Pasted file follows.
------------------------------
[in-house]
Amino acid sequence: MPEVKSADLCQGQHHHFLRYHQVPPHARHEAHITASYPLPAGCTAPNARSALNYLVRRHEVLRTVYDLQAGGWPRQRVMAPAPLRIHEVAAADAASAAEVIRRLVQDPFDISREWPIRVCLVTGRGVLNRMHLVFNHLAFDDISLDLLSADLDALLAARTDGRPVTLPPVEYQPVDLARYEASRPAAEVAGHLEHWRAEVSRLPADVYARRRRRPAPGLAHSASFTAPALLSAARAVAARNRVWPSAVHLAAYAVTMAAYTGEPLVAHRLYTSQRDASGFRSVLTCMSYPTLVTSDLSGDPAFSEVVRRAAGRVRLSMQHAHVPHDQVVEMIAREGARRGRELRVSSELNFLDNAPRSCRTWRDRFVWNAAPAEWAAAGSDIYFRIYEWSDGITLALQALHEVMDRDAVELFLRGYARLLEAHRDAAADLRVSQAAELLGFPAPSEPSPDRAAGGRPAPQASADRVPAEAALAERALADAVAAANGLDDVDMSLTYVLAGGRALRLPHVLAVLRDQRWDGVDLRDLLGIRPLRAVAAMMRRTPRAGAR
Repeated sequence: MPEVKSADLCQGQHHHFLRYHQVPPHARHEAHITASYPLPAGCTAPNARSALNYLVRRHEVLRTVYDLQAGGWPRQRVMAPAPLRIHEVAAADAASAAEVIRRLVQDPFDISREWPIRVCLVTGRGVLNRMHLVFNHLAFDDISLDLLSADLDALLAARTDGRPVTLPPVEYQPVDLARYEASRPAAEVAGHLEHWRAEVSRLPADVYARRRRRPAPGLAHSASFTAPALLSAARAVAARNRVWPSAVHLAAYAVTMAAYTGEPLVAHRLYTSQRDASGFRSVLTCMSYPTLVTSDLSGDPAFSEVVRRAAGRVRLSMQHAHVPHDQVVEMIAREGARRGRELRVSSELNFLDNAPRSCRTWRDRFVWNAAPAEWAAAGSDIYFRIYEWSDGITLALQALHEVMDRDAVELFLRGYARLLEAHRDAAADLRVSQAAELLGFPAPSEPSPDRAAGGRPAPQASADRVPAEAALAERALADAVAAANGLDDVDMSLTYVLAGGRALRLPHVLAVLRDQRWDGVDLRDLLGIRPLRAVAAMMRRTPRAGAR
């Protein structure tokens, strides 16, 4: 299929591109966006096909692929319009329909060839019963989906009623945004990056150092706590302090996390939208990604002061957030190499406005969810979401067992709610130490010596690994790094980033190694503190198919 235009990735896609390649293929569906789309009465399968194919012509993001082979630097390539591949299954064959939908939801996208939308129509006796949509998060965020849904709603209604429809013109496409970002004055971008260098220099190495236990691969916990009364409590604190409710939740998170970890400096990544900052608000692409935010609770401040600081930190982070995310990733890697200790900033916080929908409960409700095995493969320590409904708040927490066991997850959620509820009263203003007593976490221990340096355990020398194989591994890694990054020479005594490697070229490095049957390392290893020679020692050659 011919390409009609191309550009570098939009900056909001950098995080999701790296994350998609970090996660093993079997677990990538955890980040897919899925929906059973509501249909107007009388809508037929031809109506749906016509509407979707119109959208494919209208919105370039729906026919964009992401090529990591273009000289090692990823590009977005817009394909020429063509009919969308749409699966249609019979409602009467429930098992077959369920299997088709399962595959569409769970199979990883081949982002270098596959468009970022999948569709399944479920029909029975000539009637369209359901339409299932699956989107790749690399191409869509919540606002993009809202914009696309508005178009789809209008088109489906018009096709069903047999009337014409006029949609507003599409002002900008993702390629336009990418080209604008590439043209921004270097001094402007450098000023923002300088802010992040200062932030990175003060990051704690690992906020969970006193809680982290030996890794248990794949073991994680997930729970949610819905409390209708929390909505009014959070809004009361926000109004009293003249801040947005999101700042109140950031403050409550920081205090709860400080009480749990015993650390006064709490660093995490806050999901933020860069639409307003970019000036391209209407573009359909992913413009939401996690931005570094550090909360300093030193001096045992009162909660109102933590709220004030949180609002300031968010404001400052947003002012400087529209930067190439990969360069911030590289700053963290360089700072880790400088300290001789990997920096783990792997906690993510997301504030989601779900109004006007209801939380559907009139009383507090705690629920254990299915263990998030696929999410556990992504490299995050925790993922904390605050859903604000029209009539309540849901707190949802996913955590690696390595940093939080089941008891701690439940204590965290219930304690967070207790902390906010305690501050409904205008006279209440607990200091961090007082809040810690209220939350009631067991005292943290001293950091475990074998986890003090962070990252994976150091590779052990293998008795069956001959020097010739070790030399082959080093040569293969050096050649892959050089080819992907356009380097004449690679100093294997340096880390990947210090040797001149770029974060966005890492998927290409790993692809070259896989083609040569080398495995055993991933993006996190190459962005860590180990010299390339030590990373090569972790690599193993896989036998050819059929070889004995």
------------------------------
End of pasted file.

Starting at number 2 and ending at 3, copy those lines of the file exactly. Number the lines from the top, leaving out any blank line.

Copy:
Amino acid sequence: MPEVKSADLCQGQHHHFLRYHQVPPHARHEAHITASYPLPAGCTAPNARSALNYLVRRHEVLRTVYDLQAGGWPRQRVMAPAPLRIHEVAAADAASAAEVIRRLVQDPFDISREWPIRVCLVTGRGVLNRMHLVFNHLAFDDISLDLLSADLDALLAARTDGRPVTLPPVEYQPVDLARYEASRPAAEVAGHLEHWRAEVSRLPADVYARRRRRPAPGLAHSASFTAPALLSAARAVAARNRVWPSAVHLAAYAVTMAAYTGEPLVAHRLYTSQRDASGFRSVLTCMSYPTLVTSDLSGDPAFSEVVRRAAGRVRLSMQHAHVPHDQVVEMIAREGARRGRELRVSSELNFLDNAPRSCRTWRDRFVWNAAPAEWAAAGSDIYFRIYEWSDGITLALQALHEVMDRDAVELFLRGYARLLEAHRDAAADLRVSQAAELLGFPAPSEPSPDRAAGGRPAPQASADRVPAEAALAERALADAVAAANGLDDVDMSLTYVLAGGRALRLPHVLAVLRDQRWDGVDLRDLLGIRPLRAVAAMMRRTPRAGAR
Repeated sequence: MPEVKSADLCQGQHHHFLRYHQVPPHARHEAHITASYPLPAGCTAPNARSALNYLVRRHEVLRTVYDLQAGGWPRQRVMAPAPLRIHEVAAADAASAAEVIRRLVQDPFDISREWPIRVCLVTGRGVLNRMHLVFNHLAFDDISLDLLSADLDALLAARTDGRPVTLPPVEYQPVDLARYEASRPAAEVAGHLEHWRAEVSRLPADVYARRRRRPAPGLAHSASFTAPALLSAARAVAARNRVWPSAVHLAAYAVTMAAYTGEPLVAHRLYTSQRDASGFRSVLTCMSYPTLVTSDLSGDPAFSEVVRRAAGRVRLSMQHAHVPHDQVVEMIAREGARRGRELRVSSELNFLDNAPRSCRTWRDRFVWNAAPAEWAAAGSDIYFRIYEWSDGITLALQALHEVMDRDAVELFLRGYARLLEAHRDAAADLRVSQAAELLGFPAPSEPSPDRAAGGRPAPQASADRVPAEAALAERALADAVAAANGLDDVDMSLTYVLAGGRALRLPHVLAVLRDQRWDGVDLRDLLGIRPLRAVAAMMRRTPRAGAR